In today’s business world, if you want to remain competitive, connecting your SMB to the internet is essential. Getting online is the best way to reach out to potential customers, but there’s a catch. Cybercrime is a very real threat, and it has the potential to wreak havoc on your business with devastating consequences.
In 2017, the Ponemon Institute released a whitepaper describing the state of cybersecurity in small and medium-sized businesses (SMB). It found that as many as 58 percent of all malware attacks are targeted at SMB operations, because smaller companies are especially vulnerable to that kind of security threat. If you consider that instances of cybercrime increase every year, you can see that SMBs will continue to remain vulnerable.
Luckily there are many steps you can take to protect your business from online criminal activity. In this article, we’ll look at how you can shield your business from danger in the digital landscape.
Common Threats from Cybercriminals
We all know about hackers and cybercriminals because we hear about it constantly in the media and online, but what are the most common threats that we can expect to see from them? We’ve put a list together to explain what you should be on the lookout for and how to protect yourself.
The term malware combines the words “malicious” and “software” to represent what is, unfortunately, a pretty big category of security threats for SMBs to be concerned about.
You can think of malware as being any malicious software that causes negative effects after it’s been installed on a computer or network. The effects could take the form of files being deleted or having your computer send out hundreds of emails to people in your address book. Malware could be a virus, a worm, or a Trojan horse, or it can be ransomware, spyware, adware, or scareware.
Luckily these threats can be avoided by following best practices and by not opening any suspicious attachments. User training to enhance security awareness is one of the most effective methods for avoiding malware, so think about implementing something like that in your business, regardless of how small your company is.
Phishing is a problem that seems to never go away. It’s a tactic that cybercriminals use to steal your passwords and account information. Phishing involves email, which the attackers will use as the delivery mechanism for their trap. The email will appear to be from a trustworthy source, like your hosting provider, and it may ask you for your login details.
More commonly, a phishing email will include a link that looks legitimate. The email will prompt you to follow the link so you can either log into your account or enter your credentials as part of a password reset procedure.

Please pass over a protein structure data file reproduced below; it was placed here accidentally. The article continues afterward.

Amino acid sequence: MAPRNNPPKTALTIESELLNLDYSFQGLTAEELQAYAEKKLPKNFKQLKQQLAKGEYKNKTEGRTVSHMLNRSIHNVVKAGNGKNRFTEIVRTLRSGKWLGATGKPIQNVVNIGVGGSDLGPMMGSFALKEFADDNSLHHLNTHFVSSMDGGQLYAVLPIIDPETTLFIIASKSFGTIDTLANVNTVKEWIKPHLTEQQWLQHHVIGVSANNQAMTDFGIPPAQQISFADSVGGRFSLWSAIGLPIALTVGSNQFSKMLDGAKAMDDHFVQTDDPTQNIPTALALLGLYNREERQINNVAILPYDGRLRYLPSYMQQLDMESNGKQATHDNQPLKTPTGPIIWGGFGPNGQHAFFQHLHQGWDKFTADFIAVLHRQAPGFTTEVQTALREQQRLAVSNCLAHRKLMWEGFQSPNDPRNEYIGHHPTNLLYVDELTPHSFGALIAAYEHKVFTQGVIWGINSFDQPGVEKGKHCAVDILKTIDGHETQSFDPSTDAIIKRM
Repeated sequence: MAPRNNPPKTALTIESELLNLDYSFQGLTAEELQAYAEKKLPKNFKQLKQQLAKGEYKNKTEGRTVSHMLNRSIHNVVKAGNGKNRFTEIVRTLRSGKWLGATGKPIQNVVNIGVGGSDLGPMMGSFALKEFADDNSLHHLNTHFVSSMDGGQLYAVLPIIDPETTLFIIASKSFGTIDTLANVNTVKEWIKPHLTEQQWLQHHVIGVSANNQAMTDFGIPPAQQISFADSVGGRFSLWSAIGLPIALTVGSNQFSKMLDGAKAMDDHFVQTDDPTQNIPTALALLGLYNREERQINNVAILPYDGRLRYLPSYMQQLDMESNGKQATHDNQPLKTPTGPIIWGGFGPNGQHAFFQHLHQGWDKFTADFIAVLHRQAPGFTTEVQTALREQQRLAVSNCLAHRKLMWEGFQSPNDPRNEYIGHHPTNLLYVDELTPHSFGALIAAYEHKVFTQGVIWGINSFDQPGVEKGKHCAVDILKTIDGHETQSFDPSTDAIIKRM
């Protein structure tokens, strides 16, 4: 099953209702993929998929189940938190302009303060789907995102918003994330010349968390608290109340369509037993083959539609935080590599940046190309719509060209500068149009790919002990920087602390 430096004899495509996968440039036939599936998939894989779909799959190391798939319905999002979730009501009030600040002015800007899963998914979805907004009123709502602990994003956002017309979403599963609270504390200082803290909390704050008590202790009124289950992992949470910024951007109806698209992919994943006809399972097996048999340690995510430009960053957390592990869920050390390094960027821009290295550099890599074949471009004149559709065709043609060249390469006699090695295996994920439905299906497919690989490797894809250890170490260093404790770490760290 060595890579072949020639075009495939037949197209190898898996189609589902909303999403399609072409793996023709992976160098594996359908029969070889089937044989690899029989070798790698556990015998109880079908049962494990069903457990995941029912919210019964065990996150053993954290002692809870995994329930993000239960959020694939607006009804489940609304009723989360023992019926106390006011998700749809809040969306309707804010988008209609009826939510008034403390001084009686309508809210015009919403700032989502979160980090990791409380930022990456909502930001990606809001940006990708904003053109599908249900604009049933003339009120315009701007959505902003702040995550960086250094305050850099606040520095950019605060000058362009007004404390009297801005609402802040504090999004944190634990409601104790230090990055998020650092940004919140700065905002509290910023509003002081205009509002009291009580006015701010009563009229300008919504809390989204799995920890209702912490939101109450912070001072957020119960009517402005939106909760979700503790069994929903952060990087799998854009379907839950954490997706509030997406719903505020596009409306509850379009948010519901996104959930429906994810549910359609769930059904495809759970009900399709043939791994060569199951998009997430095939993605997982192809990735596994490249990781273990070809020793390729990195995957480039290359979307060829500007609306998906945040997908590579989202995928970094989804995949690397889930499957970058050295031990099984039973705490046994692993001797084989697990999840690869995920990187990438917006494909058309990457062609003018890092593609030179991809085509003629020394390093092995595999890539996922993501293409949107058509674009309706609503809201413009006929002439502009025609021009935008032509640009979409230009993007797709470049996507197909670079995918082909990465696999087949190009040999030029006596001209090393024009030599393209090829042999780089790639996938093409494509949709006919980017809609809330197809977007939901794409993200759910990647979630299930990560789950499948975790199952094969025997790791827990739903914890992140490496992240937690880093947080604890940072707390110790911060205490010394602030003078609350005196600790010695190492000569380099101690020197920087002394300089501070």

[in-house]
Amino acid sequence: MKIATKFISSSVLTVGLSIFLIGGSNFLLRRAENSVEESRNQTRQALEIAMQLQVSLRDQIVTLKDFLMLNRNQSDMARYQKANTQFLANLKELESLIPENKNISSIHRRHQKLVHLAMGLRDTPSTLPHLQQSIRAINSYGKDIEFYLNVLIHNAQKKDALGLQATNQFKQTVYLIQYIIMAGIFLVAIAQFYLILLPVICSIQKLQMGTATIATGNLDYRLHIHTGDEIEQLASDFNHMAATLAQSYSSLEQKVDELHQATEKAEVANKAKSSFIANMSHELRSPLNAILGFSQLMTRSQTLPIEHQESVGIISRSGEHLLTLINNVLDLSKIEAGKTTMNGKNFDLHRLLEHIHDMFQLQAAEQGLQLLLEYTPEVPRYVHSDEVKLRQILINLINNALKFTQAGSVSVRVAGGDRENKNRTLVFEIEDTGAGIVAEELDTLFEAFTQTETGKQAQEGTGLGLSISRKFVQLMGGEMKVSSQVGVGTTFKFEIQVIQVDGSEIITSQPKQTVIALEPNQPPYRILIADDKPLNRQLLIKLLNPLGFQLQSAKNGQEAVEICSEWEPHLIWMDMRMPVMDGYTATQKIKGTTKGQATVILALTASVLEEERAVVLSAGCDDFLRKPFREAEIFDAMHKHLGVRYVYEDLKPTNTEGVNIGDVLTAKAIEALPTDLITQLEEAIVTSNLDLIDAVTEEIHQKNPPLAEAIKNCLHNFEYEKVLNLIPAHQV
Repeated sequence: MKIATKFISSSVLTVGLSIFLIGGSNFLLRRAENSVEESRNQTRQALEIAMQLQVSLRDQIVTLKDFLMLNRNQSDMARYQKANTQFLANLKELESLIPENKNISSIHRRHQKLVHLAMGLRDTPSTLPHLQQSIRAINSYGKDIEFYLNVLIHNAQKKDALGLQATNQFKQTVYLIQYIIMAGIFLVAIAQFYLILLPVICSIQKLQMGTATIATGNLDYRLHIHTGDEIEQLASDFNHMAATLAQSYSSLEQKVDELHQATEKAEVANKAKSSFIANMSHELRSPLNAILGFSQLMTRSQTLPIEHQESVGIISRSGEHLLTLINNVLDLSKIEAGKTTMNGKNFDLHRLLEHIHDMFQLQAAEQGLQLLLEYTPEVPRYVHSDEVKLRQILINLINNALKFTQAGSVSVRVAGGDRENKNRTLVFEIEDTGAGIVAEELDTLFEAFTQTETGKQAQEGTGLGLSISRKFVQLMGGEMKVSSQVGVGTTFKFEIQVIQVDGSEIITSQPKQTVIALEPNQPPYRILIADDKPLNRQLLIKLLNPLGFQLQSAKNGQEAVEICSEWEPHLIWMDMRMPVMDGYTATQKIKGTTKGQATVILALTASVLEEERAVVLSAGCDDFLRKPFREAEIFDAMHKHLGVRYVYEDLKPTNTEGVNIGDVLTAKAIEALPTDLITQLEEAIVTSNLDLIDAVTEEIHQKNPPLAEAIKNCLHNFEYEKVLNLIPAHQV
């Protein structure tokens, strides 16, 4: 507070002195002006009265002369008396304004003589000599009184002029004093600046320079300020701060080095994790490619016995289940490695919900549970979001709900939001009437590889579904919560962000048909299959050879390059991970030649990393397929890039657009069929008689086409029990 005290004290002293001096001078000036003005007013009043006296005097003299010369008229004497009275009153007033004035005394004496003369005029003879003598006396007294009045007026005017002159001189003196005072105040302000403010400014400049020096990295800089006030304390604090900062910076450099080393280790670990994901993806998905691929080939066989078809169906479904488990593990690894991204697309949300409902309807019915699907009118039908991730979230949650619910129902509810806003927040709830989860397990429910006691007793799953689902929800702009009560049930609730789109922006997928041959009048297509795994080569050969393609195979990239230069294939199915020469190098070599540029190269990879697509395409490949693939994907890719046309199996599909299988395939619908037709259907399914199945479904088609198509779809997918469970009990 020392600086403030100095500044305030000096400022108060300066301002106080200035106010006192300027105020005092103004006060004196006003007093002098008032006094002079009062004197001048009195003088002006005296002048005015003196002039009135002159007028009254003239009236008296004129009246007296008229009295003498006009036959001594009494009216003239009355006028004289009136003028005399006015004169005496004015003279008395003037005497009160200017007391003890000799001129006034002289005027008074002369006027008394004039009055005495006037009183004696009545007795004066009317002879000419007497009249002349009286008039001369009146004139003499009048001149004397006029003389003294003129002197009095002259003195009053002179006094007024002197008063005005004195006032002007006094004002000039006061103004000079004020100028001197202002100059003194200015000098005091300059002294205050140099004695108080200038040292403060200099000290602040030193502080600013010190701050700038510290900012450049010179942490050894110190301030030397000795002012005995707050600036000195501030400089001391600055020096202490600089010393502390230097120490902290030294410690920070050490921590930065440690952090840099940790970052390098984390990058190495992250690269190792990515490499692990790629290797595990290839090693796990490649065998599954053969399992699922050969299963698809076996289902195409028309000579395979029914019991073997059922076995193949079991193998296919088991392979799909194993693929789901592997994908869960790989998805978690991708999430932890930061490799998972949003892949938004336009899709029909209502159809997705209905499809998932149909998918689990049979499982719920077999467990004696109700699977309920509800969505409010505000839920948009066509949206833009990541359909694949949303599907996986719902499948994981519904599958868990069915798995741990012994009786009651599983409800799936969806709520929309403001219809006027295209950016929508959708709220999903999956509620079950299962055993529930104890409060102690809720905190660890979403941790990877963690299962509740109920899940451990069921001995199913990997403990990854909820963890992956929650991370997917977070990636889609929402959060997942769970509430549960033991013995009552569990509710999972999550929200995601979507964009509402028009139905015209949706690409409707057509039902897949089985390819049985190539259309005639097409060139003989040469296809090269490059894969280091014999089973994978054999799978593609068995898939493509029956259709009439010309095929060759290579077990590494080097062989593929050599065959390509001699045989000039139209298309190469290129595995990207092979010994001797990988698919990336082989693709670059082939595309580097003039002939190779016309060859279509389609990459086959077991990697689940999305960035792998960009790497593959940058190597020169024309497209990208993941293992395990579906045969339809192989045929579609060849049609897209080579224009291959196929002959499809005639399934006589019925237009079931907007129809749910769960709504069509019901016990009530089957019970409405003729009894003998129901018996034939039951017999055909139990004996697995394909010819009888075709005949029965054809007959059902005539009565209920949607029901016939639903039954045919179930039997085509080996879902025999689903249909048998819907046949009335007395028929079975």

What’s really happening is that the link redirects to a website that has a very similar URL to the real site, but it’s a fake hosted on the attackers’ servers. The criminals are able to read the username and password information that you enter into their web form. Then, the attackers can log into your account and take over. If it’s your web hosting account, they can redirect your site, access sensitive data, or take any malicious steps they choose.
Social engineering is difficult to detect because the perpetrators are usually very convincing. It comes in many forms, but the most common version of social engineering happens via telephone, or sometimes even in person. The caller will try to gain your trust by impersonating a member of a reputable tech company’s support staff. The criminal’s goal is to convince you to reveal your username and password.
Sometimes a social engineering attack will involve instructions that have you unknowingly install malware on your computer. Once that happens, your computer can spread viruses and malware around the network and put other users at risk.
Hacking, when criminals break into your site to do harm, is another very broad term that gets thrown around a lot, even though it’s not as common as some of the other security threats out there. Yes, hacking happens, but the instances of infections from viruses and malware outnumber hacking attacks by a large margin. Hackers could be motivated by spite or greed and are usually quite destructive when they break into a system.
A Distributed Denial of Service attack is terrible for small businesses that rely on web services to operate. This type of attack happens when multiple hosts send a huge number of bogus requests to a website. The sudden spike in requests that the server has to respond to overwhelms the system and takes it offline, making your website unavailable.
Secure Your Business
In order to ensure that your business runs smoothly, you need to keep your systems safe and secure. To do this, you must employ a few security safeguards within your SMB, but luckily they’re quite straightforward. This section breaks them down for you.
Install Antivirus Software
Installing antivirus software is one of the simplest ways to protect your computers and the network they’re part of. There are many different brands of antivirus software out there, and each is designed to operate in different market segments. Small and medium-sized businesses can find a solution that’s affordable and will effectively protect their end-users and servers from malware and unauthorized connections.
Use a VPN for Secure Communications